Receiving near-universal praise in the RPG community is the inclusion of 80 “pawns” in Pathfinder’s new Beginner Box.
Their genesis in the public imagination was Paizo’s official announcement of May 5, 2011 that the Beginner Box would be released. In the product description, they touted the inclusion of “80 full-color pawns.”
People were puzzled. Were they plastic miniatures? But then why not call them “minis”? Or maybe they were the punch-out cardboard tokens you get in 2010’s D&D “Monster Vault”?
The actual result surprised fans, however, because it was something new within RPGs.
One can definitely see why they would be included within the Beginner Box: it allows people to run the game “out of the box.” Also, it has that “Whee!” factor when kids open the box and I’m sure almost immediately start putting the things in the plastic bases and bop them around and fight battles.
But the clear utility of including pawns within the Beginner Box just may have inadvertently heralded a Quiet Revolution within tabletop gaming.
First of all, it must be stated that nothing quite beats 3D miniatures. Although I don’t get all tingly thinking about painting the damn things, nothing quite conveys “adventure!” and “excitement!” and dramatizes a tabletop battle better than high-quality 3D miniatures. I relish the day, for example, when I heft this baby out from the under the table to strike fear into the hearts of my 20th-level players.
But the problem is this: they’re Expensive. And while you might be able to plunk down some money to get miniatures to portray your PCs, there are so many different monsters that have been imagined in the D&D/Pathfinder universe that it is a substantial investment to cover even the basics. And it’s often hard to get exactly what you want — you might purchase a “monster chest” and find that you have only 2 miniatures that look like orcs, when you need 5 orcs to run tonight’s battle. Sure, you can perhaps put some goblins on the table and say “Pretend they’re orcs”, but (1) hey that sorta sucks and (2) how do you adequately substitute for one of D&D’s/Pathfinder’s really strange creatures? How to represent the beholder or the otyugh?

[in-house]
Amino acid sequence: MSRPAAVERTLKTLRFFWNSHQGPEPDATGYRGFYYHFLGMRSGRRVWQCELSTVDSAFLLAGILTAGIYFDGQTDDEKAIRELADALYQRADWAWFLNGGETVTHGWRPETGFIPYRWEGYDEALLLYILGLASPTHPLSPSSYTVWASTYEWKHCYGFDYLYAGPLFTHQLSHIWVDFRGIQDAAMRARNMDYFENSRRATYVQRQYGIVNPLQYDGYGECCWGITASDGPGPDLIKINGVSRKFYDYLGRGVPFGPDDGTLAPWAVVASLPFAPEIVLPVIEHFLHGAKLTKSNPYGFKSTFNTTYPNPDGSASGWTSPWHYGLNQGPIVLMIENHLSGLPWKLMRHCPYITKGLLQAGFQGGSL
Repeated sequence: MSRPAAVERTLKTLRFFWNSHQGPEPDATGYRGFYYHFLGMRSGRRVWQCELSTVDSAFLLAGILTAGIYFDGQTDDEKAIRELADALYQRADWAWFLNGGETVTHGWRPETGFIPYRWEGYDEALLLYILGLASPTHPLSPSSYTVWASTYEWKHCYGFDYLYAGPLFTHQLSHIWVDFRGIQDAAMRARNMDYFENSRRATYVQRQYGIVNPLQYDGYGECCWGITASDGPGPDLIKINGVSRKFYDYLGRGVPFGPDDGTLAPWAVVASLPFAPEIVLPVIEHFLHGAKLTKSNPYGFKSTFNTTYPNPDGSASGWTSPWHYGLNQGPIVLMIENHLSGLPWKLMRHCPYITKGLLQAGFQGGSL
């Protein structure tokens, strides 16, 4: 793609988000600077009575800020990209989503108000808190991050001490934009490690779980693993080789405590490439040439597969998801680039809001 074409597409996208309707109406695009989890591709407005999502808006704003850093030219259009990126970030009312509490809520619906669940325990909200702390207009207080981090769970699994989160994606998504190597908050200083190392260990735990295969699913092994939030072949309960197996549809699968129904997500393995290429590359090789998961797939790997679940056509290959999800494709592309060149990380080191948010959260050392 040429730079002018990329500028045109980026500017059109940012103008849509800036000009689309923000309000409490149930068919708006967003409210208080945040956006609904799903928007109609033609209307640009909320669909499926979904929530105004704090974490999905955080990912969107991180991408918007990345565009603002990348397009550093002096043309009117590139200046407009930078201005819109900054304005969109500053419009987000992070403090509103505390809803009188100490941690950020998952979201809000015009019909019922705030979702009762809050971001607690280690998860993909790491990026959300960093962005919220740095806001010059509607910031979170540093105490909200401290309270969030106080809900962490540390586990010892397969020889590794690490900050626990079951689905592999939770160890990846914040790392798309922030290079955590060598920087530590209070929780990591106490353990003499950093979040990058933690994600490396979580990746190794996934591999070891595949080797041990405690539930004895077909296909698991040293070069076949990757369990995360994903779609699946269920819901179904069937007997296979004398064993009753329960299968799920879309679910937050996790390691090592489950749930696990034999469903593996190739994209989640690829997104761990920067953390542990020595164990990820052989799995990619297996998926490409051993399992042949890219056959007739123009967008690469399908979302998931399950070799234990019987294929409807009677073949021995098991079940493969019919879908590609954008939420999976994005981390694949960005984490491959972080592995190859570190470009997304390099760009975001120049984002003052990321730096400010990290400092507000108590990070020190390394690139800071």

At the other extreme, you have the punch-out cardboard tokens in the D&D Monster Vault. They have the distinct advantage of giving you many, many more monsters for your money. The D&D Monster Vault is only $20, and you get close to 300 tokens, ranging from Medium to Large, with “expansion” rings to convert Medium tokens into Large and Large tokens into Huge. And all of these come with an accompanying monster book with statblocks — an excellent, complete product for that price.
However, flat tokens don’t have the “cool” factor that minis do, and because they decided to print the same image on both sides to allow for D&D to convey the “bloodied” condition, you don’t quite know what monster it actually portrays if the picture is confusing. (I think this was a mistake — better to include separate counters to show whether creatures were “bloodied” as well as “marked” and other important conditions that affect play.)
Also, tokens don’t work well next to 3D miniatures: players will find their 3D heroes rounding a corner and taking on an entire hall of… coasters. And the 1-inch diameter (this is less than a square inch) provides little opportunity for the picture of the creature to evoke power and mystery, no matter how great your artwork is.
But the Beginner Box now introduces the “pawn.” The pawn is actually not a new invention — these things have been prevalent within board games for a while. But it is the first time they have been introduced as an alternative for RPG 3d minis. These pawns just might launch a new mini-industry within the industry. (For a lot of high-quality photos of the pawns, look here.)